I'll be social-mediaing the heck out of this trip so please follow me over at Twitter and Insta and join me in a prayer that my data roaming package covers all my posts. (Who's the parton saint of data roaming? Googling that next.)

Meanwhile, here are a few items I'm keeping my eyes peeled for at the festival:

This thing, my friends, delivers the coffee beverage of your dreams with just a few touches to your smart device. Of course it does. Leave it to the Danes. It's the Scanomat Top Brewer.

Sexy lighting is pretty much a guarantee at a design fair. These look interesting, but will they pass the Margot's Lighting Must List. The list consists of one item: must actually emit a decent amount of light. You'd be surprised how much fancy modern lighting is actually rather useless in the function department. These look promising. They are Tripp Lights by Pelle.

It's like the love child of a Scandi safari chair and a normcore American plastic woven patio chair of days gone by. I want to give it the sit test. It's the Rod & Weave Chair by Eric Trine. I bet it makes that great creaky leather sound.

And yes, a toilet. But not just any toilet. This is the very handsome Fitzgerald from my friends at DXV, a new brand from American Standard. I met this collection at the Interior Design here in Toronto in January. At that time I didn't need a new toilet. But since moving into #AustinSuite I've been thinking the bathroom may be next on the makeover list. (after a suitable interval to receover from the stressy ickiness of our kitchen reno) Thing is, the existing toilet is perfectly excellent in function. It's just that it has the aestethic appeal of an orthopedic shoe. Also, how the lackadaisical clearner in me yearns for the ease of a skirted trapway. (PS, after you check out the DXV site, join me in a little chuckle over the fact that this company refers to its design collections as "movements". Tee hee: "Movements". Get it? I like to think that someone there has a cute sense of humour. But maybe I just need to grow up.)

And lastly, I'm playing this on repeat to power through my to do list before departure. It's "We Come Running" by Youngblood Hawke and The West Los Angeles Children's Choir. Please enjoy:

 

 

less, but better

 

Hello friends. Dropping by to tell you the big news. Some of you may have gleaned from some of my social media posts that change is afoot for the Austins. No, we aren't moving to Tweed or PEI, as some have asked, but yes, we are moving. We are very excited to be embarking on the new adventure of making a home for ourselves and our small dog in a condominium on the West side of the city in the Swansea neighbourhood. (I'm quite superstitious about numbers and names and love the sound and feel of Swansea. Hopefully the reality will measure up.)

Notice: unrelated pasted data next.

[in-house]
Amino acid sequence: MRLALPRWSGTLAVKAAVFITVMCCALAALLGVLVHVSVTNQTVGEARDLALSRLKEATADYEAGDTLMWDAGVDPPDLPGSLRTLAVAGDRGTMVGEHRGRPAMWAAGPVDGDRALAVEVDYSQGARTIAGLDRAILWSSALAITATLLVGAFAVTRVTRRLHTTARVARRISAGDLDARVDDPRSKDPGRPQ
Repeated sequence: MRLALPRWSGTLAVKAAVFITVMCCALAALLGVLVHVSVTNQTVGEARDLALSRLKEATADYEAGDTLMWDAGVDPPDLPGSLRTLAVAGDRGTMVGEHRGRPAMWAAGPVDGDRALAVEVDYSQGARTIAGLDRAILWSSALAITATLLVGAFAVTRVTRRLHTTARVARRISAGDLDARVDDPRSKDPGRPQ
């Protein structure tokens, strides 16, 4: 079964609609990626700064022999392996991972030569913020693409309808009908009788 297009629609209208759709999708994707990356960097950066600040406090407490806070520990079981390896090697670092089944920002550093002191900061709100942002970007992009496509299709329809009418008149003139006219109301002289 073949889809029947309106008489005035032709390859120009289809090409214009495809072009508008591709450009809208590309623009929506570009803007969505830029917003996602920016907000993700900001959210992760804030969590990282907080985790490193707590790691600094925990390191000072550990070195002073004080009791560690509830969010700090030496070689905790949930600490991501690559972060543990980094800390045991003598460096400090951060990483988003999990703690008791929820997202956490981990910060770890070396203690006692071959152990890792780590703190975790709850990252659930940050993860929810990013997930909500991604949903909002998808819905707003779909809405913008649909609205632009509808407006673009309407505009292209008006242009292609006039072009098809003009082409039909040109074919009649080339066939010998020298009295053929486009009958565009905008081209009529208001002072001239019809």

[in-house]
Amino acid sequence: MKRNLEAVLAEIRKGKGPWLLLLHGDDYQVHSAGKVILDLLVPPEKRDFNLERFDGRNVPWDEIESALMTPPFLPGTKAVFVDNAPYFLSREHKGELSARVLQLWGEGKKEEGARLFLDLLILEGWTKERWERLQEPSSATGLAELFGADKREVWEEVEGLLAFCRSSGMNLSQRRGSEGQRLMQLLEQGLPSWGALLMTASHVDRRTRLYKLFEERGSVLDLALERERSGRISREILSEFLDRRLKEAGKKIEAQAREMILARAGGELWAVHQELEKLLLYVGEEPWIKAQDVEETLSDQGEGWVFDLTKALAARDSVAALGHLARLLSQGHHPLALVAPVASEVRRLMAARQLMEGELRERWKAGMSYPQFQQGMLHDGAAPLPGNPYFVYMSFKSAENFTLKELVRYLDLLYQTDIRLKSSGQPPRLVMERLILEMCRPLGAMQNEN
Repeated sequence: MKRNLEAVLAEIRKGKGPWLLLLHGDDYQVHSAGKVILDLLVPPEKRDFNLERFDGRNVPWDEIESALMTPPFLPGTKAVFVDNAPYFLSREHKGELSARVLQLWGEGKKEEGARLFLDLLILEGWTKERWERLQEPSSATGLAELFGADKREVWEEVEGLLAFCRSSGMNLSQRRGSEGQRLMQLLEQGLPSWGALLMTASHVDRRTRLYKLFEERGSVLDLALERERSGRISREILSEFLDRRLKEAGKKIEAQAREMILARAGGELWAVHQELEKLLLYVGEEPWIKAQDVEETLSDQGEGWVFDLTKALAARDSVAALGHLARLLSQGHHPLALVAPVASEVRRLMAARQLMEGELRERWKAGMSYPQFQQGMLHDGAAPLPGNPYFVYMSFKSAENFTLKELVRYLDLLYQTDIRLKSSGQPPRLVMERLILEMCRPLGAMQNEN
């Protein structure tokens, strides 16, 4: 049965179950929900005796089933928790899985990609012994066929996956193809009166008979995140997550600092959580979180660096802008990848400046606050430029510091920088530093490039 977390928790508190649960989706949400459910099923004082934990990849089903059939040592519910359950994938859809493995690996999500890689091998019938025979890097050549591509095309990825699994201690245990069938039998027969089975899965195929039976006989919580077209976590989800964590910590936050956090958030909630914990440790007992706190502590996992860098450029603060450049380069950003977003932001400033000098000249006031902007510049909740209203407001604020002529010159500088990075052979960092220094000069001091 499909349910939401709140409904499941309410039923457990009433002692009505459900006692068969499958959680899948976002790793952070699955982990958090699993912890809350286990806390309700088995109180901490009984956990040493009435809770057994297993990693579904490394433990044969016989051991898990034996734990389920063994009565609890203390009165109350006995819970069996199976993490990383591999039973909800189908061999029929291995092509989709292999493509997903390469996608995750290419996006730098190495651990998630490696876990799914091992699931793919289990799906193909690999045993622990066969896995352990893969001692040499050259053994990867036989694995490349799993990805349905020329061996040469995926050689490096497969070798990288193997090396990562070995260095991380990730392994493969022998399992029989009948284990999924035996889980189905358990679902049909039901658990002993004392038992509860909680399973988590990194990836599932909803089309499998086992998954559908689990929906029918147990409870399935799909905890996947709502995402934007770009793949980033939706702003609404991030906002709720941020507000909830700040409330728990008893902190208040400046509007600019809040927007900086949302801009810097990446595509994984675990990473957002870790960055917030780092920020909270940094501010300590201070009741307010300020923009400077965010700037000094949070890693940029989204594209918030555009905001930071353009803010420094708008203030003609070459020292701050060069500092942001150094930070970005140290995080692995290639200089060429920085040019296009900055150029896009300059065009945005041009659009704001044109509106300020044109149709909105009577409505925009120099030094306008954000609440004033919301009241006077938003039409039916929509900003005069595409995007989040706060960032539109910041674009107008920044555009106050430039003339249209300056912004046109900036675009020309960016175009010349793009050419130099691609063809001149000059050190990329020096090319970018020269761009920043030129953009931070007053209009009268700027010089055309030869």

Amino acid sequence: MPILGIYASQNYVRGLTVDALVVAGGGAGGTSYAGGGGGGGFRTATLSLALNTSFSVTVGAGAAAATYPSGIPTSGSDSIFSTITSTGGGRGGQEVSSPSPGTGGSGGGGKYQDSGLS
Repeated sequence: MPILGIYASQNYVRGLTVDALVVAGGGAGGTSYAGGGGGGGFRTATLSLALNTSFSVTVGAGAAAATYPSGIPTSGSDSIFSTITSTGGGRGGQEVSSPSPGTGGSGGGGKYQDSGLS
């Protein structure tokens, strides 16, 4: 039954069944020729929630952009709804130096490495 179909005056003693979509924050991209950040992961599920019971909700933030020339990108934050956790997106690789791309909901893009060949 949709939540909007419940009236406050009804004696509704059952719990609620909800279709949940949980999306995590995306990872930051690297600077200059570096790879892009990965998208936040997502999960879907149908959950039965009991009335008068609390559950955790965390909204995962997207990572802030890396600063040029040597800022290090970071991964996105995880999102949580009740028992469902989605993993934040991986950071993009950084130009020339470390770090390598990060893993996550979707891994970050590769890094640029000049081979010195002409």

After the questions about where and what the place is like (more on that in future posts), most leap right into Why? Today I quickly answered that question with "This winter." Shoveling, cleaning cars of snow, shepherding our home though a potentially damaging (though thankfully not) ice storm...it was a tough one. But the fact is, we've been talking about this for quite some time. Long before this winter. It's part midlife crisis, partly the realization of what really matters after having experienced health crises and loss, partly just time for a new property adventure.

We are in the thick of it now. Prepping a house for sale ain't an easy breezy reality show. It's hard work, and it's a rollercoaster of emotions. There is no magic crew of people that sweep in to tart things up and boost your selling price by thousands. It's the two of us and a helpful neighbour or friend pitching in here and there to make this pretty little jewel shine. I really really love this house. Leaving it will be difficult. But I'm very sure this is the right time and the right thing to do. I'm very excited about what lies ahead. Here's a fun fact: the new condo is actually larger in square footage than the main floor of our house. That said, the basement here doubles that livable space and, take my word for it -- it's FULL of stuff. Or at least it was until last weekend when we did our first push to declutter and sort and purge and edit and organize and pack. 

I can't wait to tell you more about the new place. I redesigned the entire kitchen and priced it out before we even put in our offer, since a complete overhaul was a must in my books. Another fun fact: I will be replicating the IKEA Applåd kitchen from this house for the new place with just a few tweaks that make it right for time and place. I'll fill you in on all the plans, but right now I'm obsessing about what type of faucet to go for. In the runing are: 

1. keep it simple, modern, low profile and in a timeless finish like chrome.

2. matte black. mmmmm, matte black. yum. but too trendy? 

3. something sexy in polished nickel -- all time fave finish. Forever. Always. (BTW, shared today at an industry lunch that brushed or satin nickel are on my NO NEVER list. Loathe those. Partly because normcore. Partly just, ewwww. No. Never. Ever. Not for me.)

4. an old salvaged faucet in copper or brass with heaps of patina. This is the only way I'd go into the warm metals for a faucet -- authentic, old, beat to hell. Could be very cool with an über modern kitchen. Husband is not convinced...

Meanwhile, to wrap up, here's a note about the title of this post:

I stole it from one of the people whose work I have been studying to help with this transition. "Weniger, aber besser" is a guiding principal of German designer Dieter Rams. Do you know is work? Yes you do. I didn't even know until I started researching it that I actually own some of it (and if you own any Apple device you own some of his aesthetic. It is widely agreed that Apple designers borrowed from his vision and it doesn't take a design genius to see the parallels.)